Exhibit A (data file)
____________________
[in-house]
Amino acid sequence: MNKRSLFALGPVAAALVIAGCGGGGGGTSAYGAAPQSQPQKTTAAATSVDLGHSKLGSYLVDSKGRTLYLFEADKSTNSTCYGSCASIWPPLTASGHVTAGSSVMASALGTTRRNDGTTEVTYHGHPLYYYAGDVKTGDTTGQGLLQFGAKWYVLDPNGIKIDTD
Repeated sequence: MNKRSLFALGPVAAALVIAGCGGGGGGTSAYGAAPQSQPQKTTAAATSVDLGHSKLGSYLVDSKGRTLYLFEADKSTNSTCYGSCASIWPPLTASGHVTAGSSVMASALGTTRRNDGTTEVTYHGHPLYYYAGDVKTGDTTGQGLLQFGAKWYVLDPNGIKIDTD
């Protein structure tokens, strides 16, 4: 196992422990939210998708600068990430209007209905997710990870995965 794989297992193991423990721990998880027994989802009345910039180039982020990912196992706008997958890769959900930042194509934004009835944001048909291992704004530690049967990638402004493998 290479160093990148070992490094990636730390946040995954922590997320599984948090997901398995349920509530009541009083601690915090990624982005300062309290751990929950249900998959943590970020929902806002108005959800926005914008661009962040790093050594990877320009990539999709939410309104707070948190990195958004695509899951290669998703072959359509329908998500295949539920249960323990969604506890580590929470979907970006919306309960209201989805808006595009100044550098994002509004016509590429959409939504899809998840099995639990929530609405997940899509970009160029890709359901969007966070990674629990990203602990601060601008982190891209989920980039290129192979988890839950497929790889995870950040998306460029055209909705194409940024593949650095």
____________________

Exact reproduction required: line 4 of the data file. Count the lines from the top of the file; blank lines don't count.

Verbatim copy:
């Protein structure tokens, strides 16, 4: 196992422990939210998708600068990430209007209905997710990870995965 794989297992193991423990721990998880027994989802009345910039180039982020990912196992706008997958890769959900930042194509934004009835944001048909291992704004530690049967990638402004493998 290479160093990148070992490094990636730390946040995954922590997320599984948090997901398995349920509530009541009083601690915090990624982005300062309290751990929950249900998959943590970020929902806002108005959800926005914008661009962040790093050594990877320009990539999709939410309104707070948190990195958004695509899951290669998703072959359509329908998500295949539920249960323990969604506890580590929470979907970006919306309960209201989805808006595009100044550098994002509004016509590429959409939504899809998840099995639990929530609405997940899509970009160029890709359901969007966070990674629990990203602990601060601008982190891209989920980039290129192979988890839950497929790889995870950040998306460029055209909705194409940024593949650095």